Scale cube and micro-services
The model defines three ways to scale an application: X, Y, and Z.
X-axis scaling is a commonly to scale an application. You simple run multiple instances of the application behind a load balancer.
The load balancer distributes requests amongst the N identical instances of the application.
Z-axis scaling also runs multiple instances of the application. However, unlike X-axis scaling, each server is responsible for only a subset of the data. The router in front of the instances uses an attribute of request to route it to the appropriate instance.
The router uses the
x attribute of the request to decide select one of the
N identical instances of the application. A commonly used attribute is the
userId. Different users are routed to different instances of the application.
X and Z-axis scaling improve the application's capacity and availability. Neither approach, however, solves the problem of increasing development and application complexity. To solve those problems we need to apply Y-axis scaling a.k.a. functional decomposition. Y-axis scaling splits a monolithic application into a set of services.
A service, is a mini-application that implements a set of related functionality such as order management, customer management, etc. A service is called using X-axis and Z-axis when necessary. “For example, the Order Management service is deployed as a set of load balanced service instances.”
This is my high-level definition of micro-services: an architectural style that functionally decomposes an application into a set of services. Note that this definition does not say anything about size. Instead, what matters is that each service has a focussed, cohesive set of responsibilities.
Micro-services as a form of modularity
The micro-service architecture uses services as the unit of modularity. A service has an impermeable boundary that is difficult to violate. As a result, the modularity of the application is much easier to preserve over time. There are other benefits of the micro-service architecture including the ability to deploy and scale services independently.
Each service has its own database
A key characteristic of the micro-service architecture is that the services are loosely coupled. One way this loose coupling is achieved is by each service having it's own datastore.
Now that we have defined the micro-service architecture and described some of its essential characteristics, lets look how this applies to the FTGO application.
Benefits of micro-services
- First, each service is relatively small. The code is easier for a developer to understand.
- Second, each service can be deployed independently of other services.
Third, each service can be scaled independently of other services using X-axis cloning and Z-axis portioning.
Drawbacks of micro-services
One challenge with using the micro-service architecture is that there isn’t a concrete, well-defined algorithm for decomposing a system into services.
Another challenge with using the microservice architecture is that developers must deal with the additional complexity of creating a distributed system. Developers must use an inter-process communication mechanism.
- Implementing the use cases that span multiple services requires the use of unfamiliar techniques.
- IDEs and other development tools are focused on building monolithic applications and don’t provide explicit support for developing distributed applications.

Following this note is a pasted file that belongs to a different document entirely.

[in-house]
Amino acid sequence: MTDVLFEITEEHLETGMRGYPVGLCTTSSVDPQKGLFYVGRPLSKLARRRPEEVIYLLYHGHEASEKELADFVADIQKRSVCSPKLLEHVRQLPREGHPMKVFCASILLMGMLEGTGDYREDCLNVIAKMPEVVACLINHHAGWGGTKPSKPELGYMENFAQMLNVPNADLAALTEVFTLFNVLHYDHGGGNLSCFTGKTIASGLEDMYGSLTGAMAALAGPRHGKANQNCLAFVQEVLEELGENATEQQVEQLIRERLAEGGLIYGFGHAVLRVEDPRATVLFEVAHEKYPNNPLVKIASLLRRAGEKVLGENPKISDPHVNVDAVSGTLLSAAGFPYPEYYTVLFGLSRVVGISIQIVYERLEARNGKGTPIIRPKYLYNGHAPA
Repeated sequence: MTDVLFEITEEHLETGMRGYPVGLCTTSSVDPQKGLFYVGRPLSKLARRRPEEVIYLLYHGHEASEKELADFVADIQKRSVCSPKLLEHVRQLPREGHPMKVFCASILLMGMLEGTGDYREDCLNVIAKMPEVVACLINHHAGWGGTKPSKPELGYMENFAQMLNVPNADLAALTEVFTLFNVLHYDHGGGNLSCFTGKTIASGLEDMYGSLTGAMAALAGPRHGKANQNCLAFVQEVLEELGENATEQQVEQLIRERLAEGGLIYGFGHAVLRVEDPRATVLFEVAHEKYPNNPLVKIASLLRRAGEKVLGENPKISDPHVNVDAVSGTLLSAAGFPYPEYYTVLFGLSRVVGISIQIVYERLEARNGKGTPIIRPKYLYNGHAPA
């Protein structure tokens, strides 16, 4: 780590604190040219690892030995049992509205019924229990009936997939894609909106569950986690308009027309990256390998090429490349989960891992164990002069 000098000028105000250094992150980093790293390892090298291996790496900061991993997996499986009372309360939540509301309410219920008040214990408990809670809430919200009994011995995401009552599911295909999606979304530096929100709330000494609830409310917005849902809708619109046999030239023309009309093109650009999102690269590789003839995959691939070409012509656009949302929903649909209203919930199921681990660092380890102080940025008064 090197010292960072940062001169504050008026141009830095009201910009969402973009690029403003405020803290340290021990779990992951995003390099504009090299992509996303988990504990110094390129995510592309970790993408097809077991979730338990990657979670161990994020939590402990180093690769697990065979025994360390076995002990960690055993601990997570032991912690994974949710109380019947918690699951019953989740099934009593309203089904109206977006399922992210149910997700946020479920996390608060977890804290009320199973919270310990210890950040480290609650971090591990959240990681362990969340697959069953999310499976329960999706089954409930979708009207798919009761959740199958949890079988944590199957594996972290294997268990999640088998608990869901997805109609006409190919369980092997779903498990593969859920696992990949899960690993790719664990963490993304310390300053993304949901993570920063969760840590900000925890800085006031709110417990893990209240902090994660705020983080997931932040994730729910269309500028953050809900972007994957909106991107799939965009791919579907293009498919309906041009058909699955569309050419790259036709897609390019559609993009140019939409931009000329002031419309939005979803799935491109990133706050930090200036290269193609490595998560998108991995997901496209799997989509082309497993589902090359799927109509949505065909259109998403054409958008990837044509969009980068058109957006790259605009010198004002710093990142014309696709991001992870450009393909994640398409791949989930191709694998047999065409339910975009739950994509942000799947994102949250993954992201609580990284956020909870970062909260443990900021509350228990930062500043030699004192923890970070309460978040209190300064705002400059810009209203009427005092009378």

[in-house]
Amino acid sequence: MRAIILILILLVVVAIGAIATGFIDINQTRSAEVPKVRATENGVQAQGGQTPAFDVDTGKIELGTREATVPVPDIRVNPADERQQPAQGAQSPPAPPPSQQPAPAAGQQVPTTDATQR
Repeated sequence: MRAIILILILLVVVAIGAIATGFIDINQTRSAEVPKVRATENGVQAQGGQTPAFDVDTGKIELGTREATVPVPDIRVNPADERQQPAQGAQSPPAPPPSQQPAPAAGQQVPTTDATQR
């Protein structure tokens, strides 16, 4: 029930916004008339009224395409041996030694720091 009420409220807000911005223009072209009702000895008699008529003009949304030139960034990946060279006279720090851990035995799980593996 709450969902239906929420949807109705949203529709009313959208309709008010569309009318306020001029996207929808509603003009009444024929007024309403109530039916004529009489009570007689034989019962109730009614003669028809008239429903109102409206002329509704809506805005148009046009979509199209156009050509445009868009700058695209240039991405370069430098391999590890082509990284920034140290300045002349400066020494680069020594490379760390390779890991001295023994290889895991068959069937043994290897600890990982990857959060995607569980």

- Writing automated tests that involve multiple services is challenging.
- The micro-service architecture also introduces significant operational complexity.
- There are many more moving parts — multiple instances of different types of service — that must be managed in production.
- Also, developing features that span multiple services requires careful coordination between the various development teams.
Another challenge with using the micro-service architecture is deciding at what point during the lifecycle of the application you should use this architecture.
- Using an elaborate, distributed architecture will slow down development.
Because of these issues, adopting a micro-service architecture should not be undertaken lightly. However, for complex applications, such as a consumer-facing web application or SaaS application, it is usually the right choice.
Micro-service architecture pattern language
What is a pattern?
A commonly used pattern structure includes three especially valuable sections: forces, resulting context, and related patterns.
Code written in a reactive style has better performance than synchronous code, yet is often more difficult to understand.
The resulting context section describes the consequences of applying the pattern. It consists of three parts:
- benefits — the benefits of the pattern including the forces that have been resolved
- drawbacks — the drawbacks of the pattern including the unresolved forces
- issues — the new problems that have been introduced by applying the pattern.
The related patterns section describes the relationship between this pattern and other patterns. There are three types of relationships between patterns
- Predecessor — a predecessor pattern is a pattern that motivates the need for this pattern.
- Successor — a pattern that solves an issue that is introduced by this pattern.
- For example, if you apply the Micro-service successor patterns including service discovery patterns and the Circuit Breaker pattern.
- Alternative — a pattern that provides an alternative solution to this pattern.